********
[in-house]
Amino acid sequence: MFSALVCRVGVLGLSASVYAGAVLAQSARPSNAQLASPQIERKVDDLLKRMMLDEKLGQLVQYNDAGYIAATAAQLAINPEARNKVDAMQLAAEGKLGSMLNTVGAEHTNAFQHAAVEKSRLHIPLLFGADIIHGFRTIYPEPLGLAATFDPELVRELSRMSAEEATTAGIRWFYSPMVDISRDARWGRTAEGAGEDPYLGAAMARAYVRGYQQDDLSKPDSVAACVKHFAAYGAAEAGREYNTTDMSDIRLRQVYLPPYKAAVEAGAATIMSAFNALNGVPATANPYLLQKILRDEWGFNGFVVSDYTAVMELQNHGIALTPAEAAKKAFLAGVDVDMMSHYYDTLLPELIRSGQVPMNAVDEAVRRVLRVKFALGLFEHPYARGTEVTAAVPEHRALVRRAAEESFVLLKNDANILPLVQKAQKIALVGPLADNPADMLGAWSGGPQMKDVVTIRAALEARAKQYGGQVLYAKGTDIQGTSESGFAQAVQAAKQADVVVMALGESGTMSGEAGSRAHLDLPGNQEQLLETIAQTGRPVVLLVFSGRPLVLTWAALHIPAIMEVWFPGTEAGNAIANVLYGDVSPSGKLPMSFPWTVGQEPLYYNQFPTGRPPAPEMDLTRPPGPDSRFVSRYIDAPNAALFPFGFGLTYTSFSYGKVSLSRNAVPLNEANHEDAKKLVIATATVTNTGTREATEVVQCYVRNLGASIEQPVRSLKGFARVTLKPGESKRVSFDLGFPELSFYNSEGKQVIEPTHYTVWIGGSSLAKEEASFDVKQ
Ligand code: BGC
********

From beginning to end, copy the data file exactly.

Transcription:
[in-house]
Amino acid sequence: MFSALVCRVGVLGLSASVYAGAVLAQSARPSNAQLASPQIERKVDDLLKRMMLDEKLGQLVQYNDAGYIAATAAQLAINPEARNKVDAMQLAAEGKLGSMLNTVGAEHTNAFQHAAVEKSRLHIPLLFGADIIHGFRTIYPEPLGLAATFDPELVRELSRMSAEEATTAGIRWFYSPMVDISRDARWGRTAEGAGEDPYLGAAMARAYVRGYQQDDLSKPDSVAACVKHFAAYGAAEAGREYNTTDMSDIRLRQVYLPPYKAAVEAGAATIMSAFNALNGVPATANPYLLQKILRDEWGFNGFVVSDYTAVMELQNHGIALTPAEAAKKAFLAGVDVDMMSHYYDTLLPELIRSGQVPMNAVDEAVRRVLRVKFALGLFEHPYARGTEVTAAVPEHRALVRRAAEESFVLLKNDANILPLVQKAQKIALVGPLADNPADMLGAWSGGPQMKDVVTIRAALEARAKQYGGQVLYAKGTDIQGTSESGFAQAVQAAKQADVVVMALGESGTMSGEAGSRAHLDLPGNQEQLLETIAQTGRPVVLLVFSGRPLVLTWAALHIPAIMEVWFPGTEAGNAIANVLYGDVSPSGKLPMSFPWTVGQEPLYYNQFPTGRPPAPEMDLTRPPGPDSRFVSRYIDAPNAALFPFGFGLTYTSFSYGKVSLSRNAVPLNEANHEDAKKLVIATATVTNTGTREATEVVQCYVRNLGASIEQPVRSLKGFARVTLKPGESKRVSFDLGFPELSFYNSEGKQVIEPTHYTVWIGGSSLAKEEASFDVKQ
Ligand code: BGC